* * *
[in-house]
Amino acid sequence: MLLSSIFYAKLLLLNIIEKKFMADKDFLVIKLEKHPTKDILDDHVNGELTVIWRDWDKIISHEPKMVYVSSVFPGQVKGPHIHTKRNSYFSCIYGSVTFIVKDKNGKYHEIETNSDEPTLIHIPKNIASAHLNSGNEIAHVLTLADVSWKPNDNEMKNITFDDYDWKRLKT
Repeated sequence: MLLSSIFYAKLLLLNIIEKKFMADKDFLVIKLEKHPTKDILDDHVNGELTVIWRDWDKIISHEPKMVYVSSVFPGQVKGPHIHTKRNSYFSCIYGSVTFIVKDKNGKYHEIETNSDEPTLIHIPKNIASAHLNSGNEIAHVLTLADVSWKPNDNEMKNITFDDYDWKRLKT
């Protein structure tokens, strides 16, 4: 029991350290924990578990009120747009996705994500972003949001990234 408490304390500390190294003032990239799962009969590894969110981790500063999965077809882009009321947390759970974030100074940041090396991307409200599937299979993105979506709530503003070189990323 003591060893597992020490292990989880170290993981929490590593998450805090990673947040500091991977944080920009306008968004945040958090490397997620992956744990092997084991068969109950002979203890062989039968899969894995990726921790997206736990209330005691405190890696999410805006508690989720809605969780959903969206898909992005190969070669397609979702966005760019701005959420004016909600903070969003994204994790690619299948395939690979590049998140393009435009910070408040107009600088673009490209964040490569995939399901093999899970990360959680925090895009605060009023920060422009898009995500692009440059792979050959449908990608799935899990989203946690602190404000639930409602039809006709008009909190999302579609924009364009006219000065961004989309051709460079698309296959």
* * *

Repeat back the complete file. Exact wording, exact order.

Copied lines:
[in-house]
Amino acid sequence: MLLSSIFYAKLLLLNIIEKKFMADKDFLVIKLEKHPTKDILDDHVNGELTVIWRDWDKIISHEPKMVYVSSVFPGQVKGPHIHTKRNSYFSCIYGSVTFIVKDKNGKYHEIETNSDEPTLIHIPKNIASAHLNSGNEIAHVLTLADVSWKPNDNEMKNITFDDYDWKRLKT
Repeated sequence: MLLSSIFYAKLLLLNIIEKKFMADKDFLVIKLEKHPTKDILDDHVNGELTVIWRDWDKIISHEPKMVYVSSVFPGQVKGPHIHTKRNSYFSCIYGSVTFIVKDKNGKYHEIETNSDEPTLIHIPKNIASAHLNSGNEIAHVLTLADVSWKPNDNEMKNITFDDYDWKRLKT
């Protein structure tokens, strides 16, 4: 029991350290924990578990009120747009996705994500972003949001990234 408490304390500390190294003032990239799962009969590894969110981790500063999965077809882009009321947390759970974030100074940041090396991307409200599937299979993105979506709530503003070189990323 003591060893597992020490292990989880170290993981929490590593998450805090990673947040500091991977944080920009306008968004945040958090490397997620992956744990092997084991068969109950002979203890062989039968899969894995990726921790997206736990209330005691405190890696999410805006508690989720809605969780959903969206898909992005190969070669397609979702966005760019701005959420004016909600903070969003994204994790690619299948395939690979590049998140393009435009910070408040107009600088673009490209964040490569995939399901093999899970990360959680925090895009605060009023920060422009898009995500692009440059792979050959449908990608799935899990989203946690602190404000639930409602039809006709008009909190999302579609924009364009006219000065961004989309051709460079698309296959």